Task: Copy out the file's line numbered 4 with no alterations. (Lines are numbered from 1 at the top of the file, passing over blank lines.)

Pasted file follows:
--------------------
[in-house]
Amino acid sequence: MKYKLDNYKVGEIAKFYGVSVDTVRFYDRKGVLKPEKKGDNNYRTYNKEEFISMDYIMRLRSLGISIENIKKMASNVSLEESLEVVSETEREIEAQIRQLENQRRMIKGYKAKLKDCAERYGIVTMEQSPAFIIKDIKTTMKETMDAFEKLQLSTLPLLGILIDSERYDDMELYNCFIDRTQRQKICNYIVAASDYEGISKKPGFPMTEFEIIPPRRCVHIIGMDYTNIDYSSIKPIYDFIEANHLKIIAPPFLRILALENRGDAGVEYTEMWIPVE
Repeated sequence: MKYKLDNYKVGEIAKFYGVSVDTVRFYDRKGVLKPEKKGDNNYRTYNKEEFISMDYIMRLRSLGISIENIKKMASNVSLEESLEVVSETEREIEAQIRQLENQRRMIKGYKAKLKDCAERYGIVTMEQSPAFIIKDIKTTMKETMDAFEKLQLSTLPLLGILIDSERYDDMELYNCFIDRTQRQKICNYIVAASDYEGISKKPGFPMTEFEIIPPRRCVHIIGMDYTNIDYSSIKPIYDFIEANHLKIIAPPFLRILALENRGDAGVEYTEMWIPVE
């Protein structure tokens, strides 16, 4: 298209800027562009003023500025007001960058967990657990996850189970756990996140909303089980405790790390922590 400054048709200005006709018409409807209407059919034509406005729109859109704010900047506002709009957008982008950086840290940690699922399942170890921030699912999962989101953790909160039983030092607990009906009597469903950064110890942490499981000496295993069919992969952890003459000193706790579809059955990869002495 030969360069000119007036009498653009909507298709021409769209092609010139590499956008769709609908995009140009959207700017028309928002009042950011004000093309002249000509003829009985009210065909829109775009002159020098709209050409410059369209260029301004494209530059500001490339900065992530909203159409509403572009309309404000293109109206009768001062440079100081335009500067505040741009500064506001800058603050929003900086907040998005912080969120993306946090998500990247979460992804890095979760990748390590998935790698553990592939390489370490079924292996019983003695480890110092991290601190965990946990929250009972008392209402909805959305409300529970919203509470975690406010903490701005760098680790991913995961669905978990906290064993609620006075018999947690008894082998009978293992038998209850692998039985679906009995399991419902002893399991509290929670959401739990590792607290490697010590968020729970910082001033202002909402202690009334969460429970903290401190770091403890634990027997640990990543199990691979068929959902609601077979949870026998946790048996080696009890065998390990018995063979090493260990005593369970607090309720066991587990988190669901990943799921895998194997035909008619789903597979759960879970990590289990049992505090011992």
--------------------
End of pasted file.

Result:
């Protein structure tokens, strides 16, 4: 298209800027562009003023500025007001960058967990657990996850189970756990996140909303089980405790790390922590 400054048709200005006709018409409807209407059919034509406005729109859109704010900047506002709009957008982008950086840290940690699922399942170890921030699912999962989101953790909160039983030092607990009906009597469903950064110890942490499981000496295993069919992969952890003459000193706790579809059955990869002495 030969360069000119007036009498653009909507298709021409769209092609010139590499956008769709609908995009140009959207700017028309928002009042950011004000093309002249000509003829009985009210065909829109775009002159020098709209050409410059369209260029301004494209530059500001490339900065992530909203159409509403572009309309404000293109109206009768001062440079100081335009500067505040741009500064506001800058603050929003900086907040998005912080969120993306946090998500990247979460992804890095979760990748390590998935790698553990592939390489370490079924292996019983003695480890110092991290601190965990946990929250009972008392209402909805959305409300529970919203509470975690406010903490701005760098680790991913995961669905978990906290064993609620006075018999947690008894082998009978293992038998209850692998039985679906009995399991419902002893399991509290929670959401739990590792607290490697010590968020729970910082001033202002909402202690009334969460429970903290401190770091403890634990027997640990990543199990691979068929959902609601077979949870026998946790048996080696009890065998390990018995063979090493260990005593369970607090309720066991587990988190669901990943799921895998194997035909008619789903597979759960879970990590289990049992505090011992």